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Spring Issue I 2015


Greetings and welcome to the first Spring Term 2015 newsletter from Belfast, Northern Ireland!


Our students have been on site for over half the term – having completed orientation and fully enrolled in courses at Queen’s University Belfast (QUB) – and are well settled into the exhilarating and challenging experience of study abroad. As a member of the Russell Group, QUB is one of the UK’s 24 leading universities and is world renowned for producing high-level academic research in a wide range of areas, from cancer studies to sustainability, from wireless technology to poetry and from pharmaceuticals to sonic arts.


As well as completing on-site orientation our students have enjoyed several experiential excursions – from a weekend visit to St. George’s Market, the last surviving Victorian covered market in Belfast, where they experienced the sights, sounds, and tastes of a vibrant weekend market by sampling some local culinary delights, arts and crafts all while accompanied by live local music – to a walking tour of West Belfast, where we discussed the reality and politics of division in the city, and the use of history and symbolism in the cultural expressions of various communities in Belfast.

  International wall

Our students visited the International Wall on the Falls Road. The wall is a popular tourist destination in the city and includes murals relevant to republican, communal, and international conflicts and historical events.


March has been a busy month for the cohort, with visits to the Ulster Museum, a mini-excursion to the Belfast St. Patrick’s Day Carnival Parade, and an exclusive visit to the Action for Community Transformation (ACT) offices and exhibition spaces (a new addition to the program).

St Pats 1

Traditional Irish musicians play for the crowd as the parade passes the quintessentially Victorian Belfast City Hall.

ACT visit

ACT is community based organization which delivers programming relating to the training and reintegration of former combatants into post-Agreement society. The students enjoyed the unique opportunity to learn about the ACT Initiative and talk about the challenges of conflict transformation in a Northern Irish context.


We have a dynamic second half of the term ahead for the program! Over the rest of term our students will visit Dublin for an overnight excursion, travel to Giant’s Causeway and the stunning North Antrim coast, and take a day trip to Derry/Londonderry where they will be given an exclusive tour of the Bogside from a leading peace maker in the city!


Stay tuned for further editions of the newsletter and more exciting news from the staff in Belfast!


Bye for now!


Erin Hinson




Spring Issue II 2014


Hello all

Since our last newsletter we have enjoyed a fantastic time of learning and experience at the CIEE study centre in Belfast, Northern Ireland.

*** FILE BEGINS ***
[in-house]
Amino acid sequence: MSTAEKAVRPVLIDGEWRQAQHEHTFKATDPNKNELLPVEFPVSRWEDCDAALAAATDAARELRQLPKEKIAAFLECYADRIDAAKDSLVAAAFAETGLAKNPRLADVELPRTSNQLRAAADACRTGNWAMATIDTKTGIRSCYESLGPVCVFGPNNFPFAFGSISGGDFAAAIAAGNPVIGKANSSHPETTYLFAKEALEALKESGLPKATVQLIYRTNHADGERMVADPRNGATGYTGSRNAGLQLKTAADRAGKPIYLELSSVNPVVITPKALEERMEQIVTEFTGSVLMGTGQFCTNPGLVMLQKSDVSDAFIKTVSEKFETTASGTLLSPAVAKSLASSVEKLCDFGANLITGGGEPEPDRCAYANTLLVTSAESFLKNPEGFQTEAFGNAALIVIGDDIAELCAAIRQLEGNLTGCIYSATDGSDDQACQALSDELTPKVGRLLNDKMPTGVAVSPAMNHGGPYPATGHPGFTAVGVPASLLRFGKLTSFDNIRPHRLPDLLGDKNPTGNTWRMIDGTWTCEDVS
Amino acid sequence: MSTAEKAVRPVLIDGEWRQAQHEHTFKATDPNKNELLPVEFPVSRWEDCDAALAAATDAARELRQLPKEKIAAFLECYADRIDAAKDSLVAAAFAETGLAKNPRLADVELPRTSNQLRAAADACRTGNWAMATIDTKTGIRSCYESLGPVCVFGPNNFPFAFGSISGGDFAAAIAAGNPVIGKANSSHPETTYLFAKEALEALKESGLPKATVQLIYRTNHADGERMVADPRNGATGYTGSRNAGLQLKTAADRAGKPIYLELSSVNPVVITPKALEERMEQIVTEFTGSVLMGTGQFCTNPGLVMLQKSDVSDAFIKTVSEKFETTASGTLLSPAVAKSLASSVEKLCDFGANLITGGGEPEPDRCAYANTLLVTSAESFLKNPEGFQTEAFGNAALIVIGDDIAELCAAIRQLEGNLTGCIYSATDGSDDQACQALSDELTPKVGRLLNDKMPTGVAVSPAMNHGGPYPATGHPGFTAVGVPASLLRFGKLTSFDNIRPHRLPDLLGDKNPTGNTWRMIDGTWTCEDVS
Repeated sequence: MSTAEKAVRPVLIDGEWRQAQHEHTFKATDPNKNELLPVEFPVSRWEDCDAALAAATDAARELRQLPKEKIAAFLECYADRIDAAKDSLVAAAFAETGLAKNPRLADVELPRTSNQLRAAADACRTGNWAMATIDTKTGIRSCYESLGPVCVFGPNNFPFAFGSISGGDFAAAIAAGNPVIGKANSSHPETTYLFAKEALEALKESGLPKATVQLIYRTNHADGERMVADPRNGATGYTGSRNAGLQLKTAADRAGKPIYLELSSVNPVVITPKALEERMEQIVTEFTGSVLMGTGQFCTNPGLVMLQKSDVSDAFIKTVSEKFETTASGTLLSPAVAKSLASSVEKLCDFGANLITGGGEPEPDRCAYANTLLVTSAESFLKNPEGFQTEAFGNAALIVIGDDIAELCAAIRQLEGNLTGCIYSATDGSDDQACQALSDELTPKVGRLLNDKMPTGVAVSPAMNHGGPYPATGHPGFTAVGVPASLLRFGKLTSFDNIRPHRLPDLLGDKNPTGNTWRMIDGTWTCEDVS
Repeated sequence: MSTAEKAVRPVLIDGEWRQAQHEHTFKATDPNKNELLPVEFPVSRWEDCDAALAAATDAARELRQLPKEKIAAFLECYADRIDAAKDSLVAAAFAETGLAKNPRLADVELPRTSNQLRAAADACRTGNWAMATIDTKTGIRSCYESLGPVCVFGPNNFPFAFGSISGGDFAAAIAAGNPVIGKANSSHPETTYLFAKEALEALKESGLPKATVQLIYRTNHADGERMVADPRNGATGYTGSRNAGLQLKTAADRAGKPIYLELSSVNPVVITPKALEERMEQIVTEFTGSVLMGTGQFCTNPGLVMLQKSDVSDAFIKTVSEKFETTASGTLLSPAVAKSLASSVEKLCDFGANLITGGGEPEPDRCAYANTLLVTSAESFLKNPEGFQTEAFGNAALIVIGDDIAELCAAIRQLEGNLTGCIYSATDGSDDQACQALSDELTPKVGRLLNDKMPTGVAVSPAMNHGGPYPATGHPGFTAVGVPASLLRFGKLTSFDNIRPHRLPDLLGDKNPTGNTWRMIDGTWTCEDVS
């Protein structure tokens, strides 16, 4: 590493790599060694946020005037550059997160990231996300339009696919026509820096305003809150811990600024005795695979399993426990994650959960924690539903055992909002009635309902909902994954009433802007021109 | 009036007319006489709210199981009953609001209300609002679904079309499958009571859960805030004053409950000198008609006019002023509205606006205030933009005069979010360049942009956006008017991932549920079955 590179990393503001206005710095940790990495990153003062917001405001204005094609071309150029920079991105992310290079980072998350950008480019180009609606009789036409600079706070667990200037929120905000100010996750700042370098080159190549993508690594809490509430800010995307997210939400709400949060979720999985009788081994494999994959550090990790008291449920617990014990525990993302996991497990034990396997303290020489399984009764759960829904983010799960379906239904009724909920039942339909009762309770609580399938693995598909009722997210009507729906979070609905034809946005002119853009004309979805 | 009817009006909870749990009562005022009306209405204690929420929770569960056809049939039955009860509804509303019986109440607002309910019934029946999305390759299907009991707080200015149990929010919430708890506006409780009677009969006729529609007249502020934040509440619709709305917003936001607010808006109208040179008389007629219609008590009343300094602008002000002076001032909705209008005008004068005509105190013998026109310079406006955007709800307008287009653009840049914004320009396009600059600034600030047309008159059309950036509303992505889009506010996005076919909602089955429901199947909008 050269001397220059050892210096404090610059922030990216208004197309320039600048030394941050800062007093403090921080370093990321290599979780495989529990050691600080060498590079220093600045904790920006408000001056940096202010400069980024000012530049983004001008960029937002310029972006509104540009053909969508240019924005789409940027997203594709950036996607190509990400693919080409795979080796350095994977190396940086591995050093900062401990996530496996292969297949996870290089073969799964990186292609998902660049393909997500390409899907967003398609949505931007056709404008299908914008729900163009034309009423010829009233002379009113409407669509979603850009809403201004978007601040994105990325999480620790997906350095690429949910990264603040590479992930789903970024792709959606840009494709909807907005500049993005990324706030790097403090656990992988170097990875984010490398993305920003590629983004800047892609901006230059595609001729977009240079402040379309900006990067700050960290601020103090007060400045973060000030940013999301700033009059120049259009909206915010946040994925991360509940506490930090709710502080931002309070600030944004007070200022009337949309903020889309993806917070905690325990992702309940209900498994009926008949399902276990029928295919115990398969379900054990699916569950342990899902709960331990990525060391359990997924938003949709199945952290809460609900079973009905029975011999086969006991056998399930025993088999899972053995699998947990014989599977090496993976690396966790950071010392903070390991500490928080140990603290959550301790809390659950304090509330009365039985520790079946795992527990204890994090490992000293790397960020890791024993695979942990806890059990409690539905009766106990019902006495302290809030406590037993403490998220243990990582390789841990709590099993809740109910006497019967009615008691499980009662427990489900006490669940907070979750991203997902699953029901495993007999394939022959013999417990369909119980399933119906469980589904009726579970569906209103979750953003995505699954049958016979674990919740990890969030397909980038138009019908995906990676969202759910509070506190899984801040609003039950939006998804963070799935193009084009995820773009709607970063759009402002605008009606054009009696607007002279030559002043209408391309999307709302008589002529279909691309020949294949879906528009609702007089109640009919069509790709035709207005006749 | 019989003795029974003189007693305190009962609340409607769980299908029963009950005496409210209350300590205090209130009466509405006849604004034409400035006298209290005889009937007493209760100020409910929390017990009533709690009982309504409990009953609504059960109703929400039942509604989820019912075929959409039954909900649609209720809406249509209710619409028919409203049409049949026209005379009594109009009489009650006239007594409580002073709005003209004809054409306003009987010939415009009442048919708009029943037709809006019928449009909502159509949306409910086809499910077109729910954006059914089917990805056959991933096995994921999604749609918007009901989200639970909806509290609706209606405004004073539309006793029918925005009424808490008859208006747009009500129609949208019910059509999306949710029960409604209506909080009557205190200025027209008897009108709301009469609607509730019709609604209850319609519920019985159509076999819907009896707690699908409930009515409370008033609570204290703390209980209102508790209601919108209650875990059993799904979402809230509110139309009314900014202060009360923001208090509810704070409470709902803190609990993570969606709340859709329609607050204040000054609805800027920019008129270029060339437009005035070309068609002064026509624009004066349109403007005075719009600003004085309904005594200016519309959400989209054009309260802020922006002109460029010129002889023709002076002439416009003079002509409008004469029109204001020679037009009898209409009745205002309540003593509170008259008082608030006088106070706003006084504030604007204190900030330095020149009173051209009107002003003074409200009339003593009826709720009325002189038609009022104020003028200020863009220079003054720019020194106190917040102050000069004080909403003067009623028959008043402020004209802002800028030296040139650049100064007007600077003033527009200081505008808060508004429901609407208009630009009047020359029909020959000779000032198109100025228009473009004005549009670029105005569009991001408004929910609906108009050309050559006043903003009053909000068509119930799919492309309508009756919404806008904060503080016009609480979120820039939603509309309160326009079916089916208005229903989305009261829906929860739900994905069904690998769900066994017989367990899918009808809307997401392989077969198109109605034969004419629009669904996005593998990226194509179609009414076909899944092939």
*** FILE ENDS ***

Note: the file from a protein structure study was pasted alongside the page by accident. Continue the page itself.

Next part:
Our group have engaged in a number of wonderful learning experiences both inside and outside the classroom setting. As part of the excursions for our CIEE students we have visited a number of key and fascinating sites, including the great burial mound of Newgrange. The mound is one of the oldest human constructions standing today. Often associated with the Celtic era in popular discourse, this site pre-dates Celtic Ireland; the mound is believed to have been constructed in the Neolithic age in Ireland.



Our CIEE group hear from the Newgrange tour guide before entering the mound.


Surrounding the mound are replicas of ancient buildings.

From there our group visited the significant historical site of Oldbridge, where the Battle of the Boyne occurred in 1690. This battle, between the Protestant King William and Catholic King James, secured the Protestant ascendency in Ireland. It is this hierarchical division in Irish society that has shaped the contemporary history of Belfast.


Our CIEE group depart via the front of the Georgian house after their tour of the Battle of the Boyne site.

Afterwards we travelled to Dublin city centre for our overnight excursion. On arrival we enjoyed an exclusive CIEE walking tour of Dublin city centre, uncovering the rich history and living traditions of the urban landscape which inspired the writings of James Joyce. After a traditional Irish evening meal in a local restaurant, our group enjoyed the cultural landscape of Temple Bar district, taking in the sights, sounds, music and dance the city has to offer.


The city soundscape offers great music to our visiting students!


At the entry to St. Stephen's Green stands the arch memorial to Irish men from Dublin that fought in the British Army.

DSCF1014The wonderful pedestrian streets of Dublin.


The final course of a traditional Irish dinner is always sweet!


After dinner, music and dance is in abundance in Dublin's Temple Bar.

For our second day in Dublin we made our way to Kilmainham Gaol (after a large Irish Breakfast) to realise the impact of one building on the history of a nation. Kilmainham Gaol, since it’s opening in the 1700s, has witnessed the trials and tribulations of the birth of the Irish nation. From being over populated during the great famine, to operating as a holding centre before forced emigration (indentured servitude), to finally holding prisoner some of the most significant figures in Irish political history Kilmainham is a vital experience when seeking to understand Ireland. Kilmainham is a source a deep reflection, as well as critical learning, as students ponder what does prison offer societies throughout the world? What is the nature of punishment?


The halls of Kilmainham Gaol have locked away much of Ireland's recent history.


Our group is all smiles knowing our trip to prison is brief!


The 'Escape Gate' takes the name from one of the rare prison breaks.

Afterwards our group visited the National Archaeology Museum where the famous ‘bog bodies’ are on display for the public. This museum hosts a wealth of materials from ancient Ireland, tracing through the various invasions to the formation of modern Ireland.